Crunchconf: Open Data, New Gold Without the Rush

Abstract

Every year, the EU announces that billions and billions of data are now “open” again, but this is not gold. At least not in the form of nicely minted gold coins, but in gold dust and nuggets found in the muddy banks of chilly rivers. There is no rush for it, because panning out its value requires a lot of hours of hard work. Our goal is to automate this work to make open data usable at scale, even in trustworthy AI solutions.

Date
2021-10-08 10:10
Location
Online

Every year, the EU announces that billions and billions of data are now “open” again, but this is not gold. At least not in the form of nicely minted gold coins, but in gold dust and nuggets found in the muddy banks of chilly rivers. There is no rush for it, because panning out its value requires a lot of hours of hard work. Our goal is to automate this work to make open data usable at scale, even in trustworthy AI solutions.

Summary

In his presentation, Daniel compared the current state of open data (including governmental open data and scientific open data) to a thrift store. You can often find bargains, or historical data that would be impossible to source from data vendors, but on a strictly as-is basis, without a catalogue, service, or guarantee. Therefore, working with open data requires a careful reprocessing, validation, and in many cases, frequent re-validation. Open data is often over-estimated: it is never a finished product, often it cannot even be downloaded, therefore it requires further investment to make it valuable. However, because most open data arrives from the governmental sector, you can tap into information sources where no market alternative exists. Open data in some cases may be a cheaper substitute to market vendors, but often it is an exclusive source of information that do not have any market vendors.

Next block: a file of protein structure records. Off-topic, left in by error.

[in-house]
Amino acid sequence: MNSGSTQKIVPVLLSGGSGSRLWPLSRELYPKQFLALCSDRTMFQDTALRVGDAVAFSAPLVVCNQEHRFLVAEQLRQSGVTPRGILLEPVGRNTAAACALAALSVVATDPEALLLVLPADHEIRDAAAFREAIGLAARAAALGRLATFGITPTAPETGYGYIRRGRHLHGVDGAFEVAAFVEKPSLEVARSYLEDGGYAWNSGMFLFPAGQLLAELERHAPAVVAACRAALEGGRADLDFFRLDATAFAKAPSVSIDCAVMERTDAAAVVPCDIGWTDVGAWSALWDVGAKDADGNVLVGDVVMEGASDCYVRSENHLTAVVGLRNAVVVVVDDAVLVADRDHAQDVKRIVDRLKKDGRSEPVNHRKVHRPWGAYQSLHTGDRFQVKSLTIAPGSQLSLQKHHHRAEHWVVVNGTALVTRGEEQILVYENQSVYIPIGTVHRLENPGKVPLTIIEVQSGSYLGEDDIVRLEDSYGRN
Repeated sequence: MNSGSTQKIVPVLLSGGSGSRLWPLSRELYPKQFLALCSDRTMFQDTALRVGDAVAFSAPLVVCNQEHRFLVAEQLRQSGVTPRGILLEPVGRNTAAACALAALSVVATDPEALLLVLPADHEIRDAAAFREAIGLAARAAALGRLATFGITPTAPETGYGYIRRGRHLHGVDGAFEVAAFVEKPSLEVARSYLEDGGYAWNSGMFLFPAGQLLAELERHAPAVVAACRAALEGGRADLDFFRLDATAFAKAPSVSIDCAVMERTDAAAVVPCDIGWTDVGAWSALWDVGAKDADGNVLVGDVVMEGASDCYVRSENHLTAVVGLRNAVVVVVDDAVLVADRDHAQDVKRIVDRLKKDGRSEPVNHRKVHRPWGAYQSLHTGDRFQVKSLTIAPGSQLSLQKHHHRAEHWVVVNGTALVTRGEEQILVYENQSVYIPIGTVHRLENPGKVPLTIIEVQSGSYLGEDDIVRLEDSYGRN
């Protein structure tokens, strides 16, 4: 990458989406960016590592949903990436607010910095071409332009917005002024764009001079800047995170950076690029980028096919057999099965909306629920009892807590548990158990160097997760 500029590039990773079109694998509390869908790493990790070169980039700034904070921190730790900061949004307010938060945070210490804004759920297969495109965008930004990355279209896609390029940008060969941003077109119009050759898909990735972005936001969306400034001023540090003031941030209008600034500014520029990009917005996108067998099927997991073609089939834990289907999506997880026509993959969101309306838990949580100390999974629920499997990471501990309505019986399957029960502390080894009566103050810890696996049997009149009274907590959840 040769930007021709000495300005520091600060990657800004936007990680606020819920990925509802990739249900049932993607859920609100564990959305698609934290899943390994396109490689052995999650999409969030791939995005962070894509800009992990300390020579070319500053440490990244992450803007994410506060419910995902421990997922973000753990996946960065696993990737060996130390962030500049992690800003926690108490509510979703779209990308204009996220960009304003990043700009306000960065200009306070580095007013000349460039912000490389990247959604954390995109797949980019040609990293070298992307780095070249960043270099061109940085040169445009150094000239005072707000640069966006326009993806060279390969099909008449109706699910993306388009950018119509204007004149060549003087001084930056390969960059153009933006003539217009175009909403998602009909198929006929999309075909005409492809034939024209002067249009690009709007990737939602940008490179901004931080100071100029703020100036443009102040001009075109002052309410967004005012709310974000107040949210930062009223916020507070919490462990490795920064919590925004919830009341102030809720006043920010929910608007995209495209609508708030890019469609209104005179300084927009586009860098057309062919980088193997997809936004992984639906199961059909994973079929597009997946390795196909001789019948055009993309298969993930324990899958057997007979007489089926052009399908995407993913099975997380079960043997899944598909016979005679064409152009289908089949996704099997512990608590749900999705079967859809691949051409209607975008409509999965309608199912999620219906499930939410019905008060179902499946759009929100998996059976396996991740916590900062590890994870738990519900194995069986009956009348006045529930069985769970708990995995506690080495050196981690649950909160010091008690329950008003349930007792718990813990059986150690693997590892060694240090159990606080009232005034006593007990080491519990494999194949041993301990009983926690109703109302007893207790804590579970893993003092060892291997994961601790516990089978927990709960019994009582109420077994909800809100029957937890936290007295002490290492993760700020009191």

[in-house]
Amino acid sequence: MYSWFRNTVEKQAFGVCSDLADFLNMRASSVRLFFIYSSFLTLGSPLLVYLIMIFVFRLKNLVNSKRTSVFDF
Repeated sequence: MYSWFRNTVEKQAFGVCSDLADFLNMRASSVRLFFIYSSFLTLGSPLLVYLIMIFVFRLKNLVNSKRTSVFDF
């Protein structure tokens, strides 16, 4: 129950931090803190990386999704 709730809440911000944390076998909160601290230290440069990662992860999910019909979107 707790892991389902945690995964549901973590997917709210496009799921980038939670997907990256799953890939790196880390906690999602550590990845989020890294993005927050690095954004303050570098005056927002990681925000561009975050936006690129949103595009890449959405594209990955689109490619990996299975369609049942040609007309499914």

Sisyphus was punished by being forced to roll an immense boulder up a hill only for it to roll down every time it neared the top, repeating this action for eternity. This is the price that project managers and analysts pay for the inadequate documentation of their data assets.

In the second part of the presentation, Daniel talked about our modern data observatory concept. We have reviewed about 80 functioning and already defunct international data collection programs. Data observatories, like Copernicus’ Observatory, are permanent infrastructure to record various domain-specific data, such as alternative fuel information, information on homelessness, or on the European music business. In our assessment, most of the EU, OECD, UNESCO recognized or endorsed observatories use obsolete technology and do not rely on the new achievements of data science. Reprex, our start-up offers an open source, open data based alternative solution to build largely automated data observatories. We believe that human judgement is needed in data curation, but processing, documentation and validation is best done by computers.

At last, he presented a few development directions with our open-source software, mentioning our work withing the rOpenGov community. This part of the presentation was originally meant to open the way for a half-day open data workshop, but due to the current pandemic situation, the physical part of the conference and the workshops were not held.

The presentation largely included the topics of our Data & Lyrics blogpost: Open Data—The New Gold Without the Rush

Presentation Slides

See the presentation slides here.